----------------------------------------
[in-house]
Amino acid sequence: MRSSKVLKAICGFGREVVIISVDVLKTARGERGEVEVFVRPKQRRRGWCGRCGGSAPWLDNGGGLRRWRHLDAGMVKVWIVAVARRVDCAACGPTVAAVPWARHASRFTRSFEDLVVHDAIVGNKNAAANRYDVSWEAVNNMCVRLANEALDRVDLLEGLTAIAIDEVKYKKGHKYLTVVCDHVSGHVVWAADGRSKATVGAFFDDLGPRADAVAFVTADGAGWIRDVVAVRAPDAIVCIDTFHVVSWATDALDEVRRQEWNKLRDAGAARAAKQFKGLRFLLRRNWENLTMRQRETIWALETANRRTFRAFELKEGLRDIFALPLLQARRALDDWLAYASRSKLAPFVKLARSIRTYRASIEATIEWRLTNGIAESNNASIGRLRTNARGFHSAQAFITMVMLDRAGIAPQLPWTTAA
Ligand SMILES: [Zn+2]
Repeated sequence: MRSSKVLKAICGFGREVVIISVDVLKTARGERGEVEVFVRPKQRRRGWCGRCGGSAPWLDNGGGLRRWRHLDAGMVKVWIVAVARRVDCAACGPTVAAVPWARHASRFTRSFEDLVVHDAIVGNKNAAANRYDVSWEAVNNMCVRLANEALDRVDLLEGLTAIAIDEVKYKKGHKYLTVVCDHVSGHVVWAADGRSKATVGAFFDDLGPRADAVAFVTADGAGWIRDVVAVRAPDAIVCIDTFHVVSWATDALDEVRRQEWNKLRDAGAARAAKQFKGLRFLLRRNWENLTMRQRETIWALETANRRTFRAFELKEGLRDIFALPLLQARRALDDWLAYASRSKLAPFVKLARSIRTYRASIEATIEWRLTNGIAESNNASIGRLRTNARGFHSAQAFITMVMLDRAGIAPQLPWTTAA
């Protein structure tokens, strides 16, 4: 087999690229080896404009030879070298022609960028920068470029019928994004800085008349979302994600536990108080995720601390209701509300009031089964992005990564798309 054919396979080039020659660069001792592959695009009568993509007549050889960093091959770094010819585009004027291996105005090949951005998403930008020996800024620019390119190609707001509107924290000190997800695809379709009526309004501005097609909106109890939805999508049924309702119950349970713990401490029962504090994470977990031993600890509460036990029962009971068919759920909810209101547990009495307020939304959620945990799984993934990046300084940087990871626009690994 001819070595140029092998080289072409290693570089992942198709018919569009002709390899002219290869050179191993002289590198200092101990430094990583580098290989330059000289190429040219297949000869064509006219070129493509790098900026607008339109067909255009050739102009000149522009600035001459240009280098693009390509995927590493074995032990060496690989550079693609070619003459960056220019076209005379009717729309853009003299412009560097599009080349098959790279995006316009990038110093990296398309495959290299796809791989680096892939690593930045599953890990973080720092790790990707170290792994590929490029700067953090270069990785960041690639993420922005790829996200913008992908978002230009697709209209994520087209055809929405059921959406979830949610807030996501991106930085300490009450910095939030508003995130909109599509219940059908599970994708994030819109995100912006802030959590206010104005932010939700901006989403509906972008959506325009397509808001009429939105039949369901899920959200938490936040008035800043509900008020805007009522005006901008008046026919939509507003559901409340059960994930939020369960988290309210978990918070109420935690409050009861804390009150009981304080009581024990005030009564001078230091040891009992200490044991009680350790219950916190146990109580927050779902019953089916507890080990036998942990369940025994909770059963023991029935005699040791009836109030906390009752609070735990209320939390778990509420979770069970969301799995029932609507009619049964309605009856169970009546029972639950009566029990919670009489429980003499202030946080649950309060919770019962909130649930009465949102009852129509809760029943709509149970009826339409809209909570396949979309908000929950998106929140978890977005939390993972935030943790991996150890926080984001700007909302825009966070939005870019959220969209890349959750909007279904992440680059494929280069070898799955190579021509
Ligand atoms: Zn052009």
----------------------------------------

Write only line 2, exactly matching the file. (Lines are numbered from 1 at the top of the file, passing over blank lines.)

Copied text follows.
Amino acid sequence: MRSSKVLKAICGFGREVVIISVDVLKTARGERGEVEVFVRPKQRRRGWCGRCGGSAPWLDNGGGLRRWRHLDAGMVKVWIVAVARRVDCAACGPTVAAVPWARHASRFTRSFEDLVVHDAIVGNKNAAANRYDVSWEAVNNMCVRLANEALDRVDLLEGLTAIAIDEVKYKKGHKYLTVVCDHVSGHVVWAADGRSKATVGAFFDDLGPRADAVAFVTADGAGWIRDVVAVRAPDAIVCIDTFHVVSWATDALDEVRRQEWNKLRDAGAARAAKQFKGLRFLLRRNWENLTMRQRETIWALETANRRTFRAFELKEGLRDIFALPLLQARRALDDWLAYASRSKLAPFVKLARSIRTYRASIEATIEWRLTNGIAESNNASIGRLRTNARGFHSAQAFITMVMLDRAGIAPQLPWTTAA